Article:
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Chinese Immigrants in Cuba: Documents from the James and Ana Melikian Collection

The Chinese Immigrants in Cuba collection includes hundreds of original documents, manuscripts and photos covering the migration of 125,000 Chinese who signed up to be cheap labor in Cuba from 1847 until the later 1890s. The archive continues until the 1970s and records the Chinese community in Cuba and is rich with photos. This massive collection, from the archive of James and Ana Melikian Collection, is probably the largest one in private hands concerning Chinese in Cuba. At present the collection contains over 1341 records and about 8,000-9,000 pages.

Documents the work history of Rafael, Ramon, and Enrique Guerediaga, three brothers brought to Cuba to work as indentured servants.

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A complaint filed by Ramon de Guerediaga, in the name of three Chinese settlers, Enrique, Ramon, and Rafael, concerning allegations of abuse and maltreatment against their employer.

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An identity card, or cedula, for Enrique. He was thirty one years old when this card was issued. He had a work contract with Y. S. de Castro and had completed a previous contract with the mining company, Comolidada.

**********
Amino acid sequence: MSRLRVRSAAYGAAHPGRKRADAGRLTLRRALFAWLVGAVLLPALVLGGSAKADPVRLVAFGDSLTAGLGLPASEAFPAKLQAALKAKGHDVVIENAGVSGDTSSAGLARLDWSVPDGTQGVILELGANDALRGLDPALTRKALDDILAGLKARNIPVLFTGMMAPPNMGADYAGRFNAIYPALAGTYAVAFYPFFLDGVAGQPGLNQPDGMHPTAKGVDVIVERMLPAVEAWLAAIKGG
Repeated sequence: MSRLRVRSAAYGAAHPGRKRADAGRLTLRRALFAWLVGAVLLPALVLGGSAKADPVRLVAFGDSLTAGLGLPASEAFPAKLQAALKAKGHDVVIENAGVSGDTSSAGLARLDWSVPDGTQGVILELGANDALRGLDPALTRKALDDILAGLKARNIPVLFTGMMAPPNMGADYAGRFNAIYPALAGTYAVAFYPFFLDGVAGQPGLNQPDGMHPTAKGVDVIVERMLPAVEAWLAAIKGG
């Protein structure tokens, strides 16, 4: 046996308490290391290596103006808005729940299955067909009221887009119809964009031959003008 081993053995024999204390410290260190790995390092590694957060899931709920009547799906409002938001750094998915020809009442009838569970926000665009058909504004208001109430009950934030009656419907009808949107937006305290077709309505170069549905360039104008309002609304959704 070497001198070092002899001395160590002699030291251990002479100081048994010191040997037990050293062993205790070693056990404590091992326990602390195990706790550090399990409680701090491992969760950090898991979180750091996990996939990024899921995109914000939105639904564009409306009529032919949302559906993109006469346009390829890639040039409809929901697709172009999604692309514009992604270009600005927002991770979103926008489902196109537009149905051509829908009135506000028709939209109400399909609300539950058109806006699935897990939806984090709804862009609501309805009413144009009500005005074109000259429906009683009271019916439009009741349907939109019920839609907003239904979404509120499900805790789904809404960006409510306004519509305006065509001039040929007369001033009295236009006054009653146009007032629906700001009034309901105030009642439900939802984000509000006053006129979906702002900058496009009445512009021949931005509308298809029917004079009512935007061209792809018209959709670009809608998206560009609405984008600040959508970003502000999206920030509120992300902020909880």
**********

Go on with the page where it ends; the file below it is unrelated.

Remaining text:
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A contract between Enrique, a Chinese settler, and Juan, a Cuban landowner. The contract was to last for a year and lists the legal requirements for both the employee and the employer. Juan noted that Enrique completed a contract with Miguel Tabra previously. Juan was originally from Canton. Contract signed by Juan, Juan Gonzales, Carlos Gonzales. Signed by the settler in Chinese.

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Certificate of nationality of a Chinese settler, Enrique. It was signed by the Consulate General. He was originally from Canton.

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A photo of Miguel Cheong in 1941 sent to Mercedes and Enrique (presumably Cheong).

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